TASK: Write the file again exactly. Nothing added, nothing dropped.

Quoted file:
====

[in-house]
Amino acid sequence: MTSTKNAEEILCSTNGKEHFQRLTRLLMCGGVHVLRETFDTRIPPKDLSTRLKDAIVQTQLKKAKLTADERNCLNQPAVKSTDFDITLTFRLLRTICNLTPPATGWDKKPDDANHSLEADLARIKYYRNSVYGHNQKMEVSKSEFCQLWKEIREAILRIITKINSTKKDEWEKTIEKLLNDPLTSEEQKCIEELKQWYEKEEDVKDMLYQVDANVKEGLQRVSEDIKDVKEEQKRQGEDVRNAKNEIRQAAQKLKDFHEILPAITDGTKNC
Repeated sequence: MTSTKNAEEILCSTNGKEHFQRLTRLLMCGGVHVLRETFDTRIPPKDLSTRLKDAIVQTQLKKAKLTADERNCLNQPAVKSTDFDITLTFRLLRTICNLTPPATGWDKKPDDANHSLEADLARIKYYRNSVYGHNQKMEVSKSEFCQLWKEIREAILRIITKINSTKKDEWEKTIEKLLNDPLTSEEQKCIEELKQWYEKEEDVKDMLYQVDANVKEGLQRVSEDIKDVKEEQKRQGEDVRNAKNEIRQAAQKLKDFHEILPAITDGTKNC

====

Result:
[in-house]
Amino acid sequence: MTSTKNAEEILCSTNGKEHFQRLTRLLMCGGVHVLRETFDTRIPPKDLSTRLKDAIVQTQLKKAKLTADERNCLNQPAVKSTDFDITLTFRLLRTICNLTPPATGWDKKPDDANHSLEADLARIKYYRNSVYGHNQKMEVSKSEFCQLWKEIREAILRIITKINSTKKDEWEKTIEKLLNDPLTSEEQKCIEELKQWYEKEEDVKDMLYQVDANVKEGLQRVSEDIKDVKEEQKRQGEDVRNAKNEIRQAAQKLKDFHEILPAITDGTKNC
Repeated sequence: MTSTKNAEEILCSTNGKEHFQRLTRLLMCGGVHVLRETFDTRIPPKDLSTRLKDAIVQTQLKKAKLTADERNCLNQPAVKSTDFDITLTFRLLRTICNLTPPATGWDKKPDDANHSLEADLARIKYYRNSVYGHNQKMEVSKSEFCQLWKEIREAILRIITKINSTKKDEWEKTIEKLLNDPLTSEEQKCIEELKQWYEKEEDVKDMLYQVDANVKEGLQRVSEDIKDVKEEQKRQGEDVRNAKNEIRQAAQKLKDFHEILPAITDGTKNC